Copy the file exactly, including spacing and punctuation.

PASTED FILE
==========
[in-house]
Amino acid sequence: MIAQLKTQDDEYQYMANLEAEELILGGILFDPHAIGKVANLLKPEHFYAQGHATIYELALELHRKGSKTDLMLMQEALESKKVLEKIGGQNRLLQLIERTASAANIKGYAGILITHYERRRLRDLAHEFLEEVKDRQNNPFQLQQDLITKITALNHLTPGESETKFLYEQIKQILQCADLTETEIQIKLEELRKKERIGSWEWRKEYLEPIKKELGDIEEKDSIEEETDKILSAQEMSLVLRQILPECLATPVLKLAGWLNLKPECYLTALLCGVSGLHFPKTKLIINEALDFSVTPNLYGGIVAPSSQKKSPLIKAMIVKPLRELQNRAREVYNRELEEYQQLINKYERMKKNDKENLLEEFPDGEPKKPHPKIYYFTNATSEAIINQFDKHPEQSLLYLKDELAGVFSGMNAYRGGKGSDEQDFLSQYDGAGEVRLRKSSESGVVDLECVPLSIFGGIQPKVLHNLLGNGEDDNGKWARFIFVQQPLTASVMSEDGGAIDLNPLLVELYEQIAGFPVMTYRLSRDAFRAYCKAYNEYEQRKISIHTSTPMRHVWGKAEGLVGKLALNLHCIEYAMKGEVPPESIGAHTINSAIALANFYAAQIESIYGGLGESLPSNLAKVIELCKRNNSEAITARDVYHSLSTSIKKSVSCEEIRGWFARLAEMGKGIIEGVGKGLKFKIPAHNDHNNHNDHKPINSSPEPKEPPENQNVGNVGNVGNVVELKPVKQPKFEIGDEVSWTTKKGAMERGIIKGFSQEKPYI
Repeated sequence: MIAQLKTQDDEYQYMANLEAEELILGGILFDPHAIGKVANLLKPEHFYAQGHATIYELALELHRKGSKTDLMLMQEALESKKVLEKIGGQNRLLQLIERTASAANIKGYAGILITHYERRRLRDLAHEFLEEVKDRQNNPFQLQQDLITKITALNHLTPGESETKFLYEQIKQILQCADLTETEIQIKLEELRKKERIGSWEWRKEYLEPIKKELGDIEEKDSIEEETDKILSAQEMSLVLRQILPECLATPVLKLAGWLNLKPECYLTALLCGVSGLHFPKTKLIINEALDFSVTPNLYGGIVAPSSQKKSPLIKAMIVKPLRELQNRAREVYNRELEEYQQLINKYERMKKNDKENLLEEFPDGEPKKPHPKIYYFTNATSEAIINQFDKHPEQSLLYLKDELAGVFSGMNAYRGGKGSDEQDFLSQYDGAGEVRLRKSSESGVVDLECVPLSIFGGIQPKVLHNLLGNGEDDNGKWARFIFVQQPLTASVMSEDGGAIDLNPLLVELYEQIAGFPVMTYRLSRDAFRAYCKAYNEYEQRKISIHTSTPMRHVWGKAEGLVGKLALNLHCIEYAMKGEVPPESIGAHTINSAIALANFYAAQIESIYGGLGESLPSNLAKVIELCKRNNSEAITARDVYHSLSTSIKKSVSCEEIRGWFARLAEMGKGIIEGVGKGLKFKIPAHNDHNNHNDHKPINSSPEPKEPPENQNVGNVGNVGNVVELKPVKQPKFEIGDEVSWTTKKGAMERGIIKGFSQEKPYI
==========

[in-house]
Amino acid sequence: MIAQLKTQDDEYQYMANLEAEELILGGILFDPHAIGKVANLLKPEHFYAQGHATIYELALELHRKGSKTDLMLMQEALESKKVLEKIGGQNRLLQLIERTASAANIKGYAGILITHYERRRLRDLAHEFLEEVKDRQNNPFQLQQDLITKITALNHLTPGESETKFLYEQIKQILQCADLTETEIQIKLEELRKKERIGSWEWRKEYLEPIKKELGDIEEKDSIEEETDKILSAQEMSLVLRQILPECLATPVLKLAGWLNLKPECYLTALLCGVSGLHFPKTKLIINEALDFSVTPNLYGGIVAPSSQKKSPLIKAMIVKPLRELQNRAREVYNRELEEYQQLINKYERMKKNDKENLLEEFPDGEPKKPHPKIYYFTNATSEAIINQFDKHPEQSLLYLKDELAGVFSGMNAYRGGKGSDEQDFLSQYDGAGEVRLRKSSESGVVDLECVPLSIFGGIQPKVLHNLLGNGEDDNGKWARFIFVQQPLTASVMSEDGGAIDLNPLLVELYEQIAGFPVMTYRLSRDAFRAYCKAYNEYEQRKISIHTSTPMRHVWGKAEGLVGKLALNLHCIEYAMKGEVPPESIGAHTINSAIALANFYAAQIESIYGGLGESLPSNLAKVIELCKRNNSEAITARDVYHSLSTSIKKSVSCEEIRGWFARLAEMGKGIIEGVGKGLKFKIPAHNDHNNHNDHKPINSSPEPKEPPENQNVGNVGNVGNVVELKPVKQPKFEIGDEVSWTTKKGAMERGIIKGFSQEKPYI
Repeated sequence: MIAQLKTQDDEYQYMANLEAEELILGGILFDPHAIGKVANLLKPEHFYAQGHATIYELALELHRKGSKTDLMLMQEALESKKVLEKIGGQNRLLQLIERTASAANIKGYAGILITHYERRRLRDLAHEFLEEVKDRQNNPFQLQQDLITKITALNHLTPGESETKFLYEQIKQILQCADLTETEIQIKLEELRKKERIGSWEWRKEYLEPIKKELGDIEEKDSIEEETDKILSAQEMSLVLRQILPECLATPVLKLAGWLNLKPECYLTALLCGVSGLHFPKTKLIINEALDFSVTPNLYGGIVAPSSQKKSPLIKAMIVKPLRELQNRAREVYNRELEEYQQLINKYERMKKNDKENLLEEFPDGEPKKPHPKIYYFTNATSEAIINQFDKHPEQSLLYLKDELAGVFSGMNAYRGGKGSDEQDFLSQYDGAGEVRLRKSSESGVVDLECVPLSIFGGIQPKVLHNLLGNGEDDNGKWARFIFVQQPLTASVMSEDGGAIDLNPLLVELYEQIAGFPVMTYRLSRDAFRAYCKAYNEYEQRKISIHTSTPMRHVWGKAEGLVGKLALNLHCIEYAMKGEVPPESIGAHTINSAIALANFYAAQIESIYGGLGESLPSNLAKVIELCKRNNSEAITARDVYHSLSTSIKKSVSCEEIRGWFARLAEMGKGIIEGVGKGLKFKIPAHNDHNNHNDHKPINSSPEPKEPPENQNVGNVGNVGNVVELKPVKQPKFEIGDEVSWTTKKGAMERGIIKGFSQEKPYI